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1 Rifles in Kenya: Tough training in 35C heat

By Gloucestershire Echo  |  Posted: October 16, 2012

protected and hydrated: Cpl Roger Sainsbury.

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IN the arid and hot bushlands of Kenya, members of the armed forces battle the heat and dust as part of their training.

Gloucestershire's 1Rifles, based at Beachley Barracks, makes up around 550 members of a battle group taking part in exercises.

The British Army has training units set up on land between Nairobi and the Somalian border. And there they hone fighting skills in a tough and isolated environment.

The exercises included defending ground, attacking the enemy and practising live firing – all in 35C.

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Corporal Roger Sainsbury, of Cheltenham, said the training was helpful to those who had not experienced combat in warm countries.

The 35-year-old, from Battledown, said: "The dry and warm weather made it fantastic training.

"This really was worst case scenario training to get us prepared for anything, so it really was testing.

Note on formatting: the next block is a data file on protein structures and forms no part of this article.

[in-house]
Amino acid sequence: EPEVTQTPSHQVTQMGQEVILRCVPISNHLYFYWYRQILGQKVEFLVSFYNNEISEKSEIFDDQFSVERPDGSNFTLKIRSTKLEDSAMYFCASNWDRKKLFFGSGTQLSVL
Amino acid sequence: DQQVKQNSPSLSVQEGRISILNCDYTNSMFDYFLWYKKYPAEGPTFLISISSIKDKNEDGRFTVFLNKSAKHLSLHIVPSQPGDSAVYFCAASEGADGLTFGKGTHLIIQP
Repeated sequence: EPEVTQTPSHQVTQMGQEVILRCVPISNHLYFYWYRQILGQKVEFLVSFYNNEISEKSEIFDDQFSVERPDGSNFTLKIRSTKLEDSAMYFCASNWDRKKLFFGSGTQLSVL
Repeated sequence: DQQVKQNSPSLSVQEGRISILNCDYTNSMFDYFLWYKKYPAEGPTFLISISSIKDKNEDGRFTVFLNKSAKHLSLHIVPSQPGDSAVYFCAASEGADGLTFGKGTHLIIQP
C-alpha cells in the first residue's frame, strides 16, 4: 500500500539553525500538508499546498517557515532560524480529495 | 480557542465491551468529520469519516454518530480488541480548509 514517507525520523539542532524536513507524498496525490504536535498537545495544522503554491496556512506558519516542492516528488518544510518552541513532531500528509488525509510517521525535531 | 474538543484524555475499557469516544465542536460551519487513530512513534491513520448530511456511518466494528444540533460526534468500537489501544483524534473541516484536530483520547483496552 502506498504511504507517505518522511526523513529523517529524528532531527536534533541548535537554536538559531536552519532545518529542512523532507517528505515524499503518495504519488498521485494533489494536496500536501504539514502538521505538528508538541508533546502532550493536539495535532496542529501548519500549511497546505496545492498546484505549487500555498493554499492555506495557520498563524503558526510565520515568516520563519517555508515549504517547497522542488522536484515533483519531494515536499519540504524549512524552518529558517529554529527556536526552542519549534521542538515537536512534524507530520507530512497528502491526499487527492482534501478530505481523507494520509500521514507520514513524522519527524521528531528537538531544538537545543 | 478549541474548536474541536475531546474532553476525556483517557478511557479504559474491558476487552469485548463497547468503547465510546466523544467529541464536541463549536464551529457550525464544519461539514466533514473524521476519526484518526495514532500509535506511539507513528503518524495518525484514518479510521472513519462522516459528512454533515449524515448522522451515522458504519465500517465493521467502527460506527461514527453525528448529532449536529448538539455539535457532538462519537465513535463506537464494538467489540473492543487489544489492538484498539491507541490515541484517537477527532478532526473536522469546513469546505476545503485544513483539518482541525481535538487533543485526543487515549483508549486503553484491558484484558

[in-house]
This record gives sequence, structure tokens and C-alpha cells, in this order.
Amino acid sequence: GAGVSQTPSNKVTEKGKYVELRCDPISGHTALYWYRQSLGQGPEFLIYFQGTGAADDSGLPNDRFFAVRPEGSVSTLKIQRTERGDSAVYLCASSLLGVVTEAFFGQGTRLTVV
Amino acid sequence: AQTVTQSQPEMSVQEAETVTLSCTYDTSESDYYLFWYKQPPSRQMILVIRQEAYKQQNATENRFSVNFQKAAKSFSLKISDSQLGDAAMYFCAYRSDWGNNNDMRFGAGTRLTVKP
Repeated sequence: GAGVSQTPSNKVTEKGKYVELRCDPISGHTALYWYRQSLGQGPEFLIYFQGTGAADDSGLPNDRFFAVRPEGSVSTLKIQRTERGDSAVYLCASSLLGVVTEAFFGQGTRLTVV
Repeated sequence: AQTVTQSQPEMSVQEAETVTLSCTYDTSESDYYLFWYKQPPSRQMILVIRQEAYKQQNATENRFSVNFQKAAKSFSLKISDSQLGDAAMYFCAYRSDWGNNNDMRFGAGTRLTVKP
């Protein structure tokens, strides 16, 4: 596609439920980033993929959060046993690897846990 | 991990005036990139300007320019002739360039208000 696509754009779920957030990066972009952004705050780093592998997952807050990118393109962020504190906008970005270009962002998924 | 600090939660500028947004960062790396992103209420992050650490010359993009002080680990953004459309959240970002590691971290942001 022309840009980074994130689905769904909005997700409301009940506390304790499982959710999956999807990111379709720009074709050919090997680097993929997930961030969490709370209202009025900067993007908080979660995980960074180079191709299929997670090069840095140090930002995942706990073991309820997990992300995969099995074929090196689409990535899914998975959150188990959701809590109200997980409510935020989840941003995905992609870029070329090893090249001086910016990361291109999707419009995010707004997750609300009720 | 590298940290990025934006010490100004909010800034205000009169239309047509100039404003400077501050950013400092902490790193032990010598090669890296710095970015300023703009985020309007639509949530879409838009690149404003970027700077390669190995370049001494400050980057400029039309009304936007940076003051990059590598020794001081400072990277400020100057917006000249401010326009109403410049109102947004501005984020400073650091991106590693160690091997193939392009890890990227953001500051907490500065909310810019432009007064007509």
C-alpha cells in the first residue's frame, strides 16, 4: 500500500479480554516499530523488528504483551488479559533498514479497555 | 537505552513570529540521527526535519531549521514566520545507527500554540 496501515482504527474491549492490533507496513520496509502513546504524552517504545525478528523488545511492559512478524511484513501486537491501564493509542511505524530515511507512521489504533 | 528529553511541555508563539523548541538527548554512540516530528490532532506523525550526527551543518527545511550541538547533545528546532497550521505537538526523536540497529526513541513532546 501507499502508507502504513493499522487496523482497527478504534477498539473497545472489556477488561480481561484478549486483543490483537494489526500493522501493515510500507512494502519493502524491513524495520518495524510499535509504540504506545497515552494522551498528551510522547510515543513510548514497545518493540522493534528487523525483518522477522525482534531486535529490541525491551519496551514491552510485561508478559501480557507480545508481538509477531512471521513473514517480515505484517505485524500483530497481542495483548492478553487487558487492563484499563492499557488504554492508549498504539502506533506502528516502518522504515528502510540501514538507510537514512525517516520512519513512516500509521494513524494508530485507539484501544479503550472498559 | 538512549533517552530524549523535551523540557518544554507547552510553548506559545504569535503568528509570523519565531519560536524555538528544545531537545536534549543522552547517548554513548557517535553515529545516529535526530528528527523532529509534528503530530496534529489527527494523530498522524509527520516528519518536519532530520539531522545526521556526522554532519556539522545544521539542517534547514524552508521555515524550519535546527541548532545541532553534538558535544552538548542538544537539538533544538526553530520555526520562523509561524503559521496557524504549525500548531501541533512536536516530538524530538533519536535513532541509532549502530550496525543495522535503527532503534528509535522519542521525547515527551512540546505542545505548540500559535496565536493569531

"The training for those who had not been on an operational tour was a massive shock. I think we all suffered the first time we were placed in such a difficult environment.

"But we were all learning about managing the heat and ourselves by making sure we were protected and hydrated."

The Tactical Engagement Simulation kit the soldiers and civilians donned told them if they had been or were close to being hit.

Unlike many of the soldiers, who were experiencing life outside of Europe for the first time, Cpl Sainsbury was no stranger to Africa.

The Judo player, who won a bronze medal in the 2006 Commonwealth Games, originated from Cape Town. He moved to Cheltenham to play rugby for the town's colts in 1995 before enlisting in 2000.

He said: "I always knew I wanted to be a soldier and my experiences in the forces, meant I wouldn't want to do anything else other than be in the army. The British Army had been fantastic to me and very supportive of my sporting career. I would like to think I have rewarded them with my results as well. Kenya has some similarities to northern South Africa, but they are quite different."

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